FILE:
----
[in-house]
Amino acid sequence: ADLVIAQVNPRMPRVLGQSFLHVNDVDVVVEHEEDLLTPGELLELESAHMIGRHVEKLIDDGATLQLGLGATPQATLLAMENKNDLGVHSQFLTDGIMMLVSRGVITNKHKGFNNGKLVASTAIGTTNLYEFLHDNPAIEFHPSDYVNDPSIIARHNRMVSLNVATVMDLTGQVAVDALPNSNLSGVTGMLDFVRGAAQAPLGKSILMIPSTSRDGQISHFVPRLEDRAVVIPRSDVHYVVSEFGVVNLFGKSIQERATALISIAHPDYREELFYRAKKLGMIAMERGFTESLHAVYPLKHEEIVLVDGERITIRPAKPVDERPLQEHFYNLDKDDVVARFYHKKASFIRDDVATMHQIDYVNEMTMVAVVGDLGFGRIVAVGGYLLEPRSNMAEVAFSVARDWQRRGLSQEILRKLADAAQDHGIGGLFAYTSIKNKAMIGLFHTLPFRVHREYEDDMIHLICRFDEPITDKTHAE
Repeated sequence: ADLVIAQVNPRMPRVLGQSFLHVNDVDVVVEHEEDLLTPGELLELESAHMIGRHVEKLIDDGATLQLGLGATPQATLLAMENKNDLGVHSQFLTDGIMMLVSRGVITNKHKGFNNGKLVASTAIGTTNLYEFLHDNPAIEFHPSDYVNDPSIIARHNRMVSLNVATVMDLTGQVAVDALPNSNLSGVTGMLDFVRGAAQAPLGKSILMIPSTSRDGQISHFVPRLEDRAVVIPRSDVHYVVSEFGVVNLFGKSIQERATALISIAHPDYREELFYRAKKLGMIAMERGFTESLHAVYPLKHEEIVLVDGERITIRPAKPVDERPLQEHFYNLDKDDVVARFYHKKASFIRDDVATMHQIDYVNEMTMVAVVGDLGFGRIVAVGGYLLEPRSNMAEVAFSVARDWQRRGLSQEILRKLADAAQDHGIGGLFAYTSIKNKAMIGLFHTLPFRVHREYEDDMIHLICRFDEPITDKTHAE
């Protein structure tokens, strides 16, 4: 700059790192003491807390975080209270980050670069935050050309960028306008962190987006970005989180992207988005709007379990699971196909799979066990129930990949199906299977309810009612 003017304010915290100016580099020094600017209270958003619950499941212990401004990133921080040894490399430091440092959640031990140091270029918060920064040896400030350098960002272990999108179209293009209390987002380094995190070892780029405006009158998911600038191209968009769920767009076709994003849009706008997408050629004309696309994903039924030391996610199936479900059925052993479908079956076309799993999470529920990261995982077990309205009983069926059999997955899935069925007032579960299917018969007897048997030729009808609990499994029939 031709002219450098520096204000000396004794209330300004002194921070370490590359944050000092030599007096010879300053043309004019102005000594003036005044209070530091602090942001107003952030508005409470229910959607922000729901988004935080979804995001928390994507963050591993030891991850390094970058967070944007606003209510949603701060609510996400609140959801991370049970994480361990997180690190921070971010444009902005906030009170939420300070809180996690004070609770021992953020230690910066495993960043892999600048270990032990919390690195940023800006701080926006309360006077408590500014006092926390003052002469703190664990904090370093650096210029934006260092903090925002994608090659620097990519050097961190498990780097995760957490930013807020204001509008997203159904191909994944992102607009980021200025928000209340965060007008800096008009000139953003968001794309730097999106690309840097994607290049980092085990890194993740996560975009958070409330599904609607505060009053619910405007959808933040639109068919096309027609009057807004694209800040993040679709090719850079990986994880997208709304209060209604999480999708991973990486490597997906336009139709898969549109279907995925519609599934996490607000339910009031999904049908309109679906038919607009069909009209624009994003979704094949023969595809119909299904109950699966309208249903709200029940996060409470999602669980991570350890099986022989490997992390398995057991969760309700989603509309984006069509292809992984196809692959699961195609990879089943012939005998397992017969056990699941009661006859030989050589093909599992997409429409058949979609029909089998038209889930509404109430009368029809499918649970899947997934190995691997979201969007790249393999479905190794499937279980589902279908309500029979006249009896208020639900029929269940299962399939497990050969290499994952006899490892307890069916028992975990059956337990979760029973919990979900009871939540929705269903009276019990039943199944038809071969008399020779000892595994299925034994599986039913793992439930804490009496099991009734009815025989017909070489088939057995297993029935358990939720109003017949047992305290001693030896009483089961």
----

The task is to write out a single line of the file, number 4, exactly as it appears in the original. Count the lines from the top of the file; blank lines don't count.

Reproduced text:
């Protein structure tokens, strides 16, 4: 700059790192003491807390975080209270980050670069935050050309960028306008962190987006970005989180992207988005709007379990699971196909799979066990129930990949199906299977309810009612 003017304010915290100016580099020094600017209270958003619950499941212990401004990133921080040894490399430091440092959640031990140091270029918060920064040896400030350098960002272990999108179209293009209390987002380094995190070892780029405006009158998911600038191209968009769920767009076709994003849009706008997408050629004309696309994903039924030391996610199936479900059925052993479908079956076309799993999470529920990261995982077990309205009983069926059999997955899935069925007032579960299917018969007897048997030729009808609990499994029939 031709002219450098520096204000000396004794209330300004002194921070370490590359944050000092030599007096010879300053043309004019102005000594003036005044209070530091602090942001107003952030508005409470229910959607922000729901988004935080979804995001928390994507963050591993030891991850390094970058967070944007606003209510949603701060609510996400609140959801991370049970994480361990997180690190921070971010444009902005906030009170939420300070809180996690004070609770021992953020230690910066495993960043892999600048270990032990919390690195940023800006701080926006309360006077408590500014006092926390003052002469703190664990904090370093650096210029934006260092903090925002994608090659620097990519050097961190498990780097995760957490930013807020204001509008997203159904191909994944992102607009980021200025928000209340965060007008800096008009000139953003968001794309730097999106690309840097994607290049980092085990890194993740996560975009958070409330599904609607505060009053619910405007959808933040639109068919096309027609009057807004694209800040993040679709090719850079990986994880997208709304209060209604999480999708991973990486490597997906336009139709898969549109279907995925519609599934996490607000339910009031999904049908309109679906038919607009069909009209624009994003979704094949023969595809119909299904109950699966309208249903709200029940996060409470999602669980991570350890099986022989490997992390398995057991969760309700989603509309984006069509292809992984196809692959699961195609990879089943012939005998397992017969056990699941009661006859030989050589093909599992997409429409058949979609029909089998038209889930509404109430009368029809499918649970899947997934190995691997979201969007790249393999479905190794499937279980589902279908309500029979006249009896208020639900029929269940299962399939497990050969290499994952006899490892307890069916028992975990059956337990979760029973919990979900009871939540929705269903009276019990039943199944038809071969008399020779000892595994299925034994599986039913793992439930804490009496099991009734009815025989017909070489088939057995297993029935358990939720109003017949047992305290001693030896009483089961």